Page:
Correction: An earlier version of this column twice incorrectly used the surname Watson to refer to patient Eli Walker. This version has been corrected.
The diagnosis and treatment of sleep disorders have come a long way in recent years. In the past, people who snored might be advised to sew a tennis ball onto the back of their pajama top. The “snore ball” would discourage them from sleeping on their back and might quiet their droning. Or a doctor might use the “dog index” to measure poor sleep: If your dog generally sleeps with you but by morning has left the bed more than half the time, it may be because you’re such a loud, restless sleeper that the dog has gone elsewhere for some peace and quiet.
Now, doctors with special training diagnose and treat more than 80 sleep disorders — from obstructive sleep apnea to narcolepsy — at special centers with labs where a patient’s every sleeping moment may be recorded and measured.
Insurance usually covers the diagnosis and treatment of sleep problems, with some exceptions. For example, snoring on its own is not a medical problem and insurance won’t cover its treatment, to the great disappointment of many a snorer’s bed partner.
Sleep apnea is an obstruction of your airway that’s created when the muscles at the back of your throat relax during sleep. The obstruction partially or completely stops your breathing, sometimes for a minute or longer, until your brain alerts your body to wake up and you start to breathe again. This can lead to fragmented, poor sleep as well as reduced oxygen levels, which can worsen such medical conditions as high blood pressure and diabetes and increase your risk of heart attack and stroke.
As awareness of the problem has increased, so has demand for testing and treatment. Patients with suspected sleep apnea are typically sent to sleep centers, where they are evaluated overnight while they sleep. In the past 10 years, the number of accredited sleep centers has grown from 566 to 2,258, according to the American Academy of Sleep Medicine.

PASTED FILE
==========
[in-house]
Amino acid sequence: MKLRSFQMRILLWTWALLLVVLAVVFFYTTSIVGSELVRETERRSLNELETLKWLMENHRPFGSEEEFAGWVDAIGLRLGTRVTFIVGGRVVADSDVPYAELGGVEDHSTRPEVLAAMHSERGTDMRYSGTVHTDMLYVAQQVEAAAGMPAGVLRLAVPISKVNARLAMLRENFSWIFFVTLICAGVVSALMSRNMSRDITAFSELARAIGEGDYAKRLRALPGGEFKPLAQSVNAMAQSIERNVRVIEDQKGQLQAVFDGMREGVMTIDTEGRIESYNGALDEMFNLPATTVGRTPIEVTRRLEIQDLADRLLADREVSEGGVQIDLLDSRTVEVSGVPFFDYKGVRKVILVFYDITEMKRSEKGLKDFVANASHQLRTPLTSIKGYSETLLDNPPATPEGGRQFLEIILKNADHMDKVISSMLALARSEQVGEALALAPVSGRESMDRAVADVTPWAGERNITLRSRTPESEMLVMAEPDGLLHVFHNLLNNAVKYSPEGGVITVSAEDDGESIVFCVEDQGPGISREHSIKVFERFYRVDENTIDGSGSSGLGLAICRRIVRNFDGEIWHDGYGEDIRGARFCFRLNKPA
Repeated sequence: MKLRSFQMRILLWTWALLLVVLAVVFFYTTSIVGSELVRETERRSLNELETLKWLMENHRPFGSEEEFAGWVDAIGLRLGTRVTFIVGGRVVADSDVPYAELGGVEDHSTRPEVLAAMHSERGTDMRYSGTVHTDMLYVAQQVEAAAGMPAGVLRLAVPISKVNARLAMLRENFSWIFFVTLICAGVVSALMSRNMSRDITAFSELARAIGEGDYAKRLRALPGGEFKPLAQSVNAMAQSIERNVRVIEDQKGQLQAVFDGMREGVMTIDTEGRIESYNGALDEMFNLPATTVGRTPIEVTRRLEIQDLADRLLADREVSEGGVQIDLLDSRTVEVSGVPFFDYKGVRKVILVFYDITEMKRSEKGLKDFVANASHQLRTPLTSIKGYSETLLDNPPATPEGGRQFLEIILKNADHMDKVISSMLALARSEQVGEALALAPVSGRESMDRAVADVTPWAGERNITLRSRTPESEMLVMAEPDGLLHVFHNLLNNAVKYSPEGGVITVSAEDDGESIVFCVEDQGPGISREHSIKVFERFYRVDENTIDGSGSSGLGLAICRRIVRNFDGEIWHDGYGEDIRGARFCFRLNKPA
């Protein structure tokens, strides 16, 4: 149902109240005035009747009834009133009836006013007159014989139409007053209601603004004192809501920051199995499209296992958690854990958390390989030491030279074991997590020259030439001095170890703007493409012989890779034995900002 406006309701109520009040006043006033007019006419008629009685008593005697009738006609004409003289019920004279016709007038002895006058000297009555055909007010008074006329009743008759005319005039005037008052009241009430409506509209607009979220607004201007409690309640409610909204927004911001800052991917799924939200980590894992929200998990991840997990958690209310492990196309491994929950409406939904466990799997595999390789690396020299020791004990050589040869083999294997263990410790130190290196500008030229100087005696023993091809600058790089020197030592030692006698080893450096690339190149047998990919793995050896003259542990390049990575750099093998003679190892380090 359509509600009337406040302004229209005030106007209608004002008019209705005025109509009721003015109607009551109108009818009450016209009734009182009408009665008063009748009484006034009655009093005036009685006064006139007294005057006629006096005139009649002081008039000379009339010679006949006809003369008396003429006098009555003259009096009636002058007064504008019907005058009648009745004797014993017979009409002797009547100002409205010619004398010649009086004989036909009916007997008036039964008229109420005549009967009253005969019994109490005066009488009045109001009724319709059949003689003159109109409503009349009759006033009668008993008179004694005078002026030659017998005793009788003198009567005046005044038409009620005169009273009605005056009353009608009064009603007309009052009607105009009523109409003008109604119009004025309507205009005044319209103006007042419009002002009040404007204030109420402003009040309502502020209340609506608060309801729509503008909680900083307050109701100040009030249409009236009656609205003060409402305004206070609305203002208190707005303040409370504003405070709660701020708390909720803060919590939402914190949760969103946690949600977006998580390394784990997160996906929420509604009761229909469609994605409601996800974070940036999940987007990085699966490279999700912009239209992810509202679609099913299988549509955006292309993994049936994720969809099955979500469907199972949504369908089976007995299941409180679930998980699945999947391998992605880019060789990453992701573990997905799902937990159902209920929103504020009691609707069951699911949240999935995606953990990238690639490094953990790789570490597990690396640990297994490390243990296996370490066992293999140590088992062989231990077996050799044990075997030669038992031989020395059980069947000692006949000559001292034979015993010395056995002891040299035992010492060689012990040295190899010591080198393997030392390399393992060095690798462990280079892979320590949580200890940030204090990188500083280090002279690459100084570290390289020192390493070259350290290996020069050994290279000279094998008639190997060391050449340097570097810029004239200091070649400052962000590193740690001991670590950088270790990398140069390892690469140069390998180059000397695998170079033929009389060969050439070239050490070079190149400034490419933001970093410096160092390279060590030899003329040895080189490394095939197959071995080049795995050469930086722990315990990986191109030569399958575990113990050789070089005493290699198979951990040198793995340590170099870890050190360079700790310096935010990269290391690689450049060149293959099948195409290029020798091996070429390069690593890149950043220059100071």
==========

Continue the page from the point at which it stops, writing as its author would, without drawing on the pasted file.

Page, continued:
Snoring is a common symptom of sleep apnea, but some experts say sleep studies may be overprescribed. “Everybody who snores doesn’t need a sleep test,” says Fred Holt, an ear, nose and throat surgeon in Raleigh, N.C., and an expert on sleep apnea who consults on anti-fraud issues for lawyers, medical auditors and investigators. The risk of developing sleep apnea is higher in people who are overweight, male, middle-aged or older, or smokers.
Medicare payments for sleep lab testing have increased from $62 million in 2001 to $235 million in 2009, according to the Department of Health and Human Services’ Office of the Inspector General.
There are home sleep tests for problem sleepers as well, and their use is also on the rise, say experts. Rather than measure more than a dozen body functions while a person spends the night in a sleep lab hooked up to sensors, home sleep tests measure only a few functions while patients sleep in their own beds. Their cost is a few hundred dollars vs. up to $2,000 for a night in the lab.
Insurance will generally cover either type of test if it is prescribed by a physician. But while home sleep tests may mean a smaller bite out of your wallet if you have a co-payment or a high-deductible plan, they’re not the best choice for everyone, sleep experts agree. “Home sleep testing should be reserved for people that are at high risk for sleep apnea and who don’t have a lot of other illnesses like obesity or heart disease that might alter the sensitivity of the test,” says Nancy Collop, director of the Emory Sleep Center in Atlanta and president of the American Academy of Sleep Medicine.
Eli Walker snores and sometimes stops breathing for short times while sleeping. Walker, 63, read that there was a correlation between high blood pressure, for which he took two medications already, and sleep apnea. He went to see an ear, nose and throat specialist who sent him to a sleep lab near his Silver Spring home. Diagnosis: moderate sleep apnea.
Walker was prescribed a continuous positive airway pressure mask, which straps onto a person’s face and directs pressurized air into the airway, keeping it open. But after three months of trying to use it, he gave up. “I hated it,” he says. “I couldn’t breathe naturally, and I didn’t like the air blowing in my nose.”
Walker finally found a good night’s sleep with a specially fitted oral appliance that looks kind of like a sports mouth guard. The appliance, which must be fitted by a dentist with special training in sleep medicine, repositions and stabilizes the lower jaw and soft tissues so that the airways stay open. It typically works best with people with mild to moderate sleep apnea.
Good news for seniors: Private insurers have covered the dental appliances for years, according to Sheri Katz, president of the American Academy of Dental Sleep Medicine. In January, Medicare began covering them, too.
This column is produced through a collaboration between The Post and Kaiser Health News. KHN, an editorially independent news service, is a program of the Kaiser Family Foundation, a nonpartisan health-care-policy organization that is not affiliated with Kaiser Permanente.